A Fresh Start at School for Your ADHD Child

If school was a washout last year, help your ADHD child improve his academic and social lives — beginning now.


Filed Under: Back to School, Talking with Teachers, ADHD Accommodations, 504s, IEPs, School Behavior

Fresh Start, Part 2

Build on the good things

Even if last year seemed a total disaster, it’s important to find something good to remember about it, says Addie Gaines, the principal of a small elementary school near Branson, Missouri. “Try to steer your child’s attitude from ‘Everyone hates me’ and ‘I’m just dumb’ to ‘The science project I did was cool’ and ‘I liked my gym teacher a lot.’ Then build on those positives: ‘Let’s come up with a good idea for a science project for this year.’”

In other words, set goals. Talk to your child about specific plans for the coming year — better grades, more playdates after school — then discuss how to make these things happen. So that your child doesn’t feel she’s being lectured, take extra care to be gentle, and encourage her to participate rather than just take your advice. Ask simple, specific questions like, “What ideas do you have for listening better in class?” “What do you think you can do when you don’t understand a math problem?”

Go, team!

Then take your plans to school. Arrange for an early meeting with your child’s new teacher. Your aim is to create a team relationship among your child, the teacher, and you. [See How to Get the Teacher on Your Side.] Discuss your child’s goals for the year. Talk about what works for your child in terms of motivation, discipline, and structure, and what her interests are. “Together, examine your child’s learning styles and discuss ways that she learns best,” suggests Gaines. Some kids learn best by reading, some by what they hear, and so on. When the teacher knows your child’s strengths, she can teach to them.

Assure your child that everyone is on her side and wants to help her succeed. But make sure she knows she is also to be an active member of the team. “Your child should see school success as her responsibility, with lots of support from caring people,” Gaines adds. “Sometimes well-meaning adults take too much stake in a child’s difficulties, not giving the child the chance to find solutions. The student won’t be proactive if everyone else is doing it for her.” But when encouraged to do things for herself — to take a challenge and work toward a solution — she gains a boost in confidence.

He’s gotta have friends

To kids like Matthew, who have few friends in school, parents can offer essential social support. “Children with poor social skills may do things that annoy other children or drive them away,” says Gaines. “Are there behaviors that your child needs to correct? Help him find ways to change these behaviors into ones that are more positive.”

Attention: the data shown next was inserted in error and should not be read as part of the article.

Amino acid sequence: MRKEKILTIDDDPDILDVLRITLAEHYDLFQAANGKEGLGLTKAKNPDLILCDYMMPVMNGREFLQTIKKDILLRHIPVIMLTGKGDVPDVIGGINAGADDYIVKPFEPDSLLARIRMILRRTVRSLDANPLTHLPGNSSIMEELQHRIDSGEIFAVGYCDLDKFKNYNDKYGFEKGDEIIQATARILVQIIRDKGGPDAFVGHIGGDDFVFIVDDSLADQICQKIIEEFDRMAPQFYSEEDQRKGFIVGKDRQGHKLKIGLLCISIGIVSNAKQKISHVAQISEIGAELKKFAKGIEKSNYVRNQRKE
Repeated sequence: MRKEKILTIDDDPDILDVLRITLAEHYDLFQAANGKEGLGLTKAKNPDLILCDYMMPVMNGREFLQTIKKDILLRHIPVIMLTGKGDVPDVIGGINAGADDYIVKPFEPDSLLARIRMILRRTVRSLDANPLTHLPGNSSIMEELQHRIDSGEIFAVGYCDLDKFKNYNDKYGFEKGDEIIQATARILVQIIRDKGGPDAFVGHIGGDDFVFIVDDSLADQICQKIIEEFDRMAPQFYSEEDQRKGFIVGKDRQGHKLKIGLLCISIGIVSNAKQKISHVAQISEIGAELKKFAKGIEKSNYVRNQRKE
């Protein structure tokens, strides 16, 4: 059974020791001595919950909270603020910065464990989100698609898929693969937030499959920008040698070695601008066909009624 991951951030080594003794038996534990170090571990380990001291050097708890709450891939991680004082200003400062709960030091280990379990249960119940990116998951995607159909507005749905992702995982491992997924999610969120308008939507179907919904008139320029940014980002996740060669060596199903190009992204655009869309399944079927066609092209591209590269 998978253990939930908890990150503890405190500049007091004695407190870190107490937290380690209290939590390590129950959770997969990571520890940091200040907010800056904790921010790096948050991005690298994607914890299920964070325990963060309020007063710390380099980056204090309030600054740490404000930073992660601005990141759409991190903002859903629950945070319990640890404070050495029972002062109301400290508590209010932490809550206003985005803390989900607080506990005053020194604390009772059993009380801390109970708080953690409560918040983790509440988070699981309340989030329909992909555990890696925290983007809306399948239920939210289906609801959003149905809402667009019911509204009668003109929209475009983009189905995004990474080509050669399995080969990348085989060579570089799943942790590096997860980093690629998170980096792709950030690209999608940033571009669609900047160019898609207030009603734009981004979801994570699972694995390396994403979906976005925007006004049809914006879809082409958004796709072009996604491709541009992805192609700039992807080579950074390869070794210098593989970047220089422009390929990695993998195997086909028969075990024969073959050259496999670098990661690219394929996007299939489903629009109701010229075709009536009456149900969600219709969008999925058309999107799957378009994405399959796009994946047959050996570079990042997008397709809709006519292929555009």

What could he do differently that would help him get along with other kids? How should he react to what another child says or does? Role-play social situations with your child so he has experience to draw from when he needs to make a choice. This practice will allow your child to react with less impulsivity.

It’s highly beneficial to go into a new school year with established friendships, if possible. Have your child name a couple of schoolmates he relates to, and set up some pre-school playdates with them. For kids with ADHD, limit playdates to two hours and preplan activities (a bike ride, a craft project) to avoid boredom and frustration. Provide a lot of supervision, so the time together can be positive for your child and his friends.

Stay the course

Once school starts, ask your child daily about school and about his friendships. Encourage him to see things from several perspectives when things go wrong, and to problem-solve. For example, if your child unsuccessfully tried to join a basketball game by running onto the court and grabbing the ball, discuss other ways he might enter the game. “You have fewer players than the other team. How about if I join in?”

Celebrate the small successes along the way, and make sure your child knows that his efforts paid off in positive outcomes. “Success breeds success,” says Gaines. “Kids who are successful in school see that it comes from what they do, not just from luck.”

Putting a difficult school year into the past isn’t easy for ADHD kids. But by starting out to set a new attitude, getting professional help, working on goals, and enlisting the new teacher’s support, you can build a strong foundation for a positive year ahead.


This article comes from the August/September 2004 issue of ADDitude.

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